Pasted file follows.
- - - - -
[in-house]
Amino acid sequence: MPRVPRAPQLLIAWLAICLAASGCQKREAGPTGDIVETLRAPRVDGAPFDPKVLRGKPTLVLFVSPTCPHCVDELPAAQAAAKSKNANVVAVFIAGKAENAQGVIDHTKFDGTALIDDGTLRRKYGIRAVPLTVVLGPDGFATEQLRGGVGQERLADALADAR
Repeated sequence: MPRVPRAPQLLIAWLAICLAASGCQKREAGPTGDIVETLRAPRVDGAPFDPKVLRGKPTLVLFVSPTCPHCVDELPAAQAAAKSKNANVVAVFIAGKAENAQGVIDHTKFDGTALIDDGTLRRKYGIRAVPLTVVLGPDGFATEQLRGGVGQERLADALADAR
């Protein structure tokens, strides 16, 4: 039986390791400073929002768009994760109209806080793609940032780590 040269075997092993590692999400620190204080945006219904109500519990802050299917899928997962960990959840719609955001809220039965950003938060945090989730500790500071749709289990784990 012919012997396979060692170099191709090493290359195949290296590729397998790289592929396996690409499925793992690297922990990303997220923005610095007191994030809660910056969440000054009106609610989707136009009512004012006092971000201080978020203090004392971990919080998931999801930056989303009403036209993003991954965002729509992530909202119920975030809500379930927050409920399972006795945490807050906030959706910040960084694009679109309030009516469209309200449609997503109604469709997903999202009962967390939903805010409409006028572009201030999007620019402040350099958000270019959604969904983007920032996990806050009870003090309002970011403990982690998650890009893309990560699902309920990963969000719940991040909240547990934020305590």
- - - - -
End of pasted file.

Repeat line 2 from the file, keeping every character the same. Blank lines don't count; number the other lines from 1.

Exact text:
Amino acid sequence: MPRVPRAPQLLIAWLAICLAASGCQKREAGPTGDIVETLRAPRVDGAPFDPKVLRGKPTLVLFVSPTCPHCVDELPAAQAAAKSKNANVVAVFIAGKAENAQGVIDHTKFDGTALIDDGTLRRKYGIRAVPLTVVLGPDGFATEQLRGGVGQERLADALADAR